Turn to Acts 4 please. The message today is about two different missions. The mission of the apostles is to preach the word, preach the gospel, and witness to the resurrection of Jesus. The mission of the church is to be the people of God, to be one in heart and mind to and take care of each other.
From the first three verses of Acts, we could see that Jesus was doing something with the eleven that he was not doing with all his followers. We saw the two distinct missions in Acts 2. Peter and the other apostles received the Spirit so they could preach what Jesus had instructed them to preach.
That was their mission. The mission of the church was to be the new people of God that we saw at the end of Acts 2, the new society, the true Israel. In Acts 4 we will see the same two missions as clearly as we saw them in Acts 2. Turn to Acts 4:33, for this is as clear in that verse as anywhere. Today we will begin in v33, which is the middle of today’s text.
The Spirit Produces Two Missions – 4:33–34a
With great power the apostles gave their witness to the resurrection of the Lord Jesus. And great grace was at work in them all that there were no needy persons among them.
God’s great power and grace takes his people in two different directions. God’s great help leads the apostles speak the gospel openly, and to do signs and wonders. God’s great help leads the church body to be unified and take care of each other.
God’s helping presence takes these two different forms among his people. Verse 33 does not mention the Holy Spirit, but the divine energy of the Holy Spirit is all through this. When the Holy Spirit is powerfully present, how do we think that will look? What will happen?
One, the apostles will preach the word boldly, and they will perform signs and wonders. This makes sense to us, we expect the power of the Holy Spirit to look like that.
Two, the body of believers will be heart and soul one, and they will take care of each other. And we may say, “no, that is not the power of the Holy Spirit, not in the same way.” But it is the same miraculous Spirit power in one as in the other. That’s the whole reason Luke sets up v33 the way he does. “Great” power on the apostles to witness, “great” grace on the church to take care of each other.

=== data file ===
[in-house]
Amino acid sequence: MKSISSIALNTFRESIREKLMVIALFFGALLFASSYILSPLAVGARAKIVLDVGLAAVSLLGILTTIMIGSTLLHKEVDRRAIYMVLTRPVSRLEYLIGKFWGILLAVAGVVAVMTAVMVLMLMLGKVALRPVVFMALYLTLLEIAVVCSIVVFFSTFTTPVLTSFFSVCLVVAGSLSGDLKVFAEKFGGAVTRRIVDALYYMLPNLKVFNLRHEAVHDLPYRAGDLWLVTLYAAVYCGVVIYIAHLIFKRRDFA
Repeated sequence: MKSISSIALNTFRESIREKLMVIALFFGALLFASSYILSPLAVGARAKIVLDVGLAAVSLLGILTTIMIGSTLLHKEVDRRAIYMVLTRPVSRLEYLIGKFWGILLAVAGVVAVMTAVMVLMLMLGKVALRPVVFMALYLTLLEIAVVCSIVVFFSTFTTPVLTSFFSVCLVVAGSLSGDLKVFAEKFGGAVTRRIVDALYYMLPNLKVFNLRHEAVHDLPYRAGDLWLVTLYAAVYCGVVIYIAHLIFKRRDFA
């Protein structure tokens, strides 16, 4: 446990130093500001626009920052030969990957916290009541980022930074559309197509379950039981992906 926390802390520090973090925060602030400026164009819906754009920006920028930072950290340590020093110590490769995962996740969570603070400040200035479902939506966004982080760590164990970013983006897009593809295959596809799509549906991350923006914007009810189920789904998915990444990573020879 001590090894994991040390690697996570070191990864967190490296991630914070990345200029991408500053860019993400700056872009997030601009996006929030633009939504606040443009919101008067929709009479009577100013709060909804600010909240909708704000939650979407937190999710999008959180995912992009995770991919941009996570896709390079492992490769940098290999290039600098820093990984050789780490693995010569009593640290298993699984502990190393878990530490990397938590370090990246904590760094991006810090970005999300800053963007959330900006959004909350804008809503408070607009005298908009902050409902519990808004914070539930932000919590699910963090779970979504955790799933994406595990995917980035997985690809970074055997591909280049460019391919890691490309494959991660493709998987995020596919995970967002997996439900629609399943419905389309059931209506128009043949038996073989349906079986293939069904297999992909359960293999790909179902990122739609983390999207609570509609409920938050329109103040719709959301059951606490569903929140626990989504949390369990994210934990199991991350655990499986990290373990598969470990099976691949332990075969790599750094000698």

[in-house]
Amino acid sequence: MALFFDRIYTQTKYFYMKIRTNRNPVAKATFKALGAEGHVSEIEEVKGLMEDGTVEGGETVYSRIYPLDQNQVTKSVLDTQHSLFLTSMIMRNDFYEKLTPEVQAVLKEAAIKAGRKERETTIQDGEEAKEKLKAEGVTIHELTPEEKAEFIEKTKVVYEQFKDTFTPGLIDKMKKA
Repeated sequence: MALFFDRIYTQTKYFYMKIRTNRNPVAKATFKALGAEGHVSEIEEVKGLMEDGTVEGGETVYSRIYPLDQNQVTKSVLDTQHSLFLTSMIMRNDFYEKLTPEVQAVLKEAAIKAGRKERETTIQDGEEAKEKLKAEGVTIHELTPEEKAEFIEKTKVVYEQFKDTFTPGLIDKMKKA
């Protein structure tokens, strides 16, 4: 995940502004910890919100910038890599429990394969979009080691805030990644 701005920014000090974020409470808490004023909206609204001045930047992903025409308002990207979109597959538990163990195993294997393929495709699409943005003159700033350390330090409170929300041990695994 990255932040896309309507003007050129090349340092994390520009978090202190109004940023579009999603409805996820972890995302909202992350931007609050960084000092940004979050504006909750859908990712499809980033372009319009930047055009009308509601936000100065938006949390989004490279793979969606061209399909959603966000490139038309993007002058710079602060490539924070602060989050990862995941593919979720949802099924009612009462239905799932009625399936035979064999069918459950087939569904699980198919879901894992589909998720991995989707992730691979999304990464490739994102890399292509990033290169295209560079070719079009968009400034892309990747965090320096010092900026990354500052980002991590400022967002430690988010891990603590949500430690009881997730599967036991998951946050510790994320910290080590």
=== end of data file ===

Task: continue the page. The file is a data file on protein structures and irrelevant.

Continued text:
In both cases, the word “great” means “miraculous help from the Holy Spirit,” and that’s the only real explanation for either one. The apostles aren’t that wonderful, the Gospels taught us that. The church isn’t that wonderful either, just more ordinary people. What the apostles do and what the church does comes from the wonderful Holy Spirit.
There was no needy person; the least brother or sister of mine – Acts 4 and Matthew 25
This line, “there was no needy person among them,” is just what Jesus was talking about in the judgement parable of the sheep and the goats. Here’s a part of that parable: Matthew 25:37–40.
The righteous will answer the king, ‘Lord, when did we see you hungry and feed you, or thirsty and give you something to drink? When did we see you a stranger and invite you in, or needing clothes and clothe you? When did we see you sick or in prison and go to visit you?’ “The King will reply, ‘Truly I tell you, whatever you did for one of the least of these my brothers and sisters, you did for me.’
The Spirit’s helping grace was so strongly on the Jerusalem church in Acts 4 that they did just what Jesus described in Matthew 25. There was no needy person among them. All of the least of the Lord’s brothers and sisters were getting care. We read this about this church at the end of Acts 2, and here we see it even more clearly.
That’s the church’s mission. We will go back to the two missions, the apostles and the church. Acts 4:43 is part of a bigger story, and we’ll look at that now.
The Bigger Story – Acts 3–4
In Acts 3:1, Peter and John went to the temple for the daily prayers, and on the way in, they met a lame man whom they healed. “He jumped to his feet and began to walk. Then he went with them into the temple courts, walking and jumping, and praising God. All the people saw him walking and praising God.”
So a crowd came around, and wanted to know what happened. Peter said, “don’t look at us as if we were anything special. We’re just like you. This happened by the power of Jesus, whom you handed over to be crucified by Pilate, but God raised from the dead. That why this man walks.”
Peter preached Christ, and I love the last line of his sermon, the last line of Acts 3: “God sent his servant Jesus to you, to bless you, by turning you from your evil ways.” God sent his servant Jesus also to us, to bless us too, by turning us from our evil ways. God sent us Jesus to bless us by changing how we live. And he has!
But in 4:1 the high priests and the rulers came and arrested Peter and John. They were very disturbed. It was already late in the day, so they put Peter and John in prison overnight (4:3).
The next day the leaders brought Peter and John out, and Peter preached the same things to the priests and rulers. The leaders decided that they could not punish this, but they could command the apostles not to speak like this anymore, and they could promise all kinds of punishment if the apostles kept preaching about Jesus this way. Peter said, “we have to obey God rather than people. Jesus commanded us to preach this message in Jerusalem.” So the rulers made more threats, and let them go.